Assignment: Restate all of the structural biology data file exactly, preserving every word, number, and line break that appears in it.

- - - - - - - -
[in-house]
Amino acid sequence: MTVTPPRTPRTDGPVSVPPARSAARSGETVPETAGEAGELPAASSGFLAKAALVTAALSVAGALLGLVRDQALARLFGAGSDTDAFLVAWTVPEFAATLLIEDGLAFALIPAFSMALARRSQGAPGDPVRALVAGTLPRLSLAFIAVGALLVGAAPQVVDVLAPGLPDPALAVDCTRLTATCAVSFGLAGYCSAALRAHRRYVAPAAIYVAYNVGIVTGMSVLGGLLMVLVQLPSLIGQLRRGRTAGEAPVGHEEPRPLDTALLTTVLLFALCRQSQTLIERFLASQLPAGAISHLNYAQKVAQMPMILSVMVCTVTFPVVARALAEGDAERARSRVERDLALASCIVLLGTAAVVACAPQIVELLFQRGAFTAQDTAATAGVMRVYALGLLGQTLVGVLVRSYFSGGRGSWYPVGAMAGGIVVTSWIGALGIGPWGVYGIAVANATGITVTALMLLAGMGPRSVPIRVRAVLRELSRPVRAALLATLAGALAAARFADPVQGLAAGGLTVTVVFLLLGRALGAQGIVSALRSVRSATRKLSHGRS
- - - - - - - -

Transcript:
[in-house]
Amino acid sequence: MTVTPPRTPRTDGPVSVPPARSAARSGETVPETAGEAGELPAASSGFLAKAALVTAALSVAGALLGLVRDQALARLFGAGSDTDAFLVAWTVPEFAATLLIEDGLAFALIPAFSMALARRSQGAPGDPVRALVAGTLPRLSLAFIAVGALLVGAAPQVVDVLAPGLPDPALAVDCTRLTATCAVSFGLAGYCSAALRAHRRYVAPAAIYVAYNVGIVTGMSVLGGLLMVLVQLPSLIGQLRRGRTAGEAPVGHEEPRPLDTALLTTVLLFALCRQSQTLIERFLASQLPAGAISHLNYAQKVAQMPMILSVMVCTVTFPVVARALAEGDAERARSRVERDLALASCIVLLGTAAVVACAPQIVELLFQRGAFTAQDTAATAGVMRVYALGLLGQTLVGVLVRSYFSGGRGSWYPVGAMAGGIVVTSWIGALGIGPWGVYGIAVANATGITVTALMLLAGMGPRSVPIRVRAVLRELSRPVRAALLATLAGALAAARFADPVQGLAAGGLTVTVVFLLLGRALGAQGIVSALRSVRSATRKLSHGRS